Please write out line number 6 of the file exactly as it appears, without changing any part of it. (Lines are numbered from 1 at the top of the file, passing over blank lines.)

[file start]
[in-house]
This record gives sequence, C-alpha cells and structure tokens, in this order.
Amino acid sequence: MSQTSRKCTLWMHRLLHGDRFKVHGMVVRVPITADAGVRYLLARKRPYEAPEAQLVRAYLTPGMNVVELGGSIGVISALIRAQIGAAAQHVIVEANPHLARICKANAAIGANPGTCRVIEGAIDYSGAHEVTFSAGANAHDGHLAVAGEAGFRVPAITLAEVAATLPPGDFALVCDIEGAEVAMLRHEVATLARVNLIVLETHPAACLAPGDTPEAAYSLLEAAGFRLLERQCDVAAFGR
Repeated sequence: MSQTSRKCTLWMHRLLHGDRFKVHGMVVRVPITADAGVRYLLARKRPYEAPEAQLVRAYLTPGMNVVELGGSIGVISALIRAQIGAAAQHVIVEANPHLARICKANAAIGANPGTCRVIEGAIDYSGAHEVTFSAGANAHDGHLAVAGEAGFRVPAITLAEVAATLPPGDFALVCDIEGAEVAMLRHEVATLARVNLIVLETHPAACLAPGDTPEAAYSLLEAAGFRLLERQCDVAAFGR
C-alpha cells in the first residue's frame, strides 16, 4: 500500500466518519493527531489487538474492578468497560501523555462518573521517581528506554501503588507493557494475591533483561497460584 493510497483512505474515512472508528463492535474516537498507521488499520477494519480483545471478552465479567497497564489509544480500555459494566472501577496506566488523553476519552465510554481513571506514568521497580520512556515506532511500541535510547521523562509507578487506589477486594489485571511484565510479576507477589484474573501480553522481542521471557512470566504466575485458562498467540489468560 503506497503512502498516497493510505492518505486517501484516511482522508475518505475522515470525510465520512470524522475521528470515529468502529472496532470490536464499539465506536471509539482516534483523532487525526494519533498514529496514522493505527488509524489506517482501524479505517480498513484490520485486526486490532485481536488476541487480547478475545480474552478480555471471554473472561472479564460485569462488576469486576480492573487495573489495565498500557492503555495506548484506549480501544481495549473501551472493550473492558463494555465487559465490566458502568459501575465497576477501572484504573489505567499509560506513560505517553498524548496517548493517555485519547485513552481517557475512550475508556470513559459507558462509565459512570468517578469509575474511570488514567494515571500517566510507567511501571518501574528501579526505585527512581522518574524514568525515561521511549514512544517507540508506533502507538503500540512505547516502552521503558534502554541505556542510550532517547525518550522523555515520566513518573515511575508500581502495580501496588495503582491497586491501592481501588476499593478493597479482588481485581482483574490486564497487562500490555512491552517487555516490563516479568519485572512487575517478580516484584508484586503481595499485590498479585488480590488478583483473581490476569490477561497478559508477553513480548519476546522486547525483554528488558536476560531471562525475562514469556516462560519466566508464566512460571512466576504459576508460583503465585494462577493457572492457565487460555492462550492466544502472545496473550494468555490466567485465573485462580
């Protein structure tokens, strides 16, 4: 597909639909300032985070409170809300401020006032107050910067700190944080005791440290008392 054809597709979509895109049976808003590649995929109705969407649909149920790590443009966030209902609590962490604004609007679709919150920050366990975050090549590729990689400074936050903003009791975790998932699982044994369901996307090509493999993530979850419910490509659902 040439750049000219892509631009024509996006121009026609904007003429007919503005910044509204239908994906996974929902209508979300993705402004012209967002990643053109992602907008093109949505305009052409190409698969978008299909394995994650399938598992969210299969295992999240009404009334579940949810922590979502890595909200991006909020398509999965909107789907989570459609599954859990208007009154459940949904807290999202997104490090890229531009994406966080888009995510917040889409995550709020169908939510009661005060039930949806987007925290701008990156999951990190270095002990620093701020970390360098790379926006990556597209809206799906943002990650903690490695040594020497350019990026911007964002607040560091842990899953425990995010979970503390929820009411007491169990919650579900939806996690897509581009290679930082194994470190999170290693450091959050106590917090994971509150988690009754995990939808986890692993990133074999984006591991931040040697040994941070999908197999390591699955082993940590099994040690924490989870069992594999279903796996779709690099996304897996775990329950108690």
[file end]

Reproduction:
């Protein structure tokens, strides 16, 4: 597909639909300032985070409170809300401020006032107050910067700190944080005791440290008392 054809597709979509895109049976808003590649995929109705969407649909149920790590443009966030209902609590962490604004609007679709919150920050366990975050090549590729990689400074936050903003009791975790998932699982044994369901996307090509493999993530979850419910490509659902 040439750049000219892509631009024509996006121009026609904007003429007919503005910044509204239908994906996974929902209508979300993705402004012209967002990643053109992602907008093109949505305009052409190409698969978008299909394995994650399938598992969210299969295992999240009404009334579940949810922590979502890595909200991006909020398509999965909107789907989570459609599954859990208007009154459940949904807290999202997104490090890229531009994406966080888009995510917040889409995550709020169908939510009661005060039930949806987007925290701008990156999951990190270095002990620093701020970390360098790379926006990556597209809206799906943002990650903690490695040594020497350019990026911007964002607040560091842990899953425990995010979970503390929820009411007491169990919650579900939806996690897509581009290679930082194994470190999170290693450091959050106590917090994971509150988690009754995990939808986890692993990133074999984006591991931040040697040994941070999908197999390591699955082993940590099994040690924490989870069992594999279903796996779709690099996304897996775990329950108690």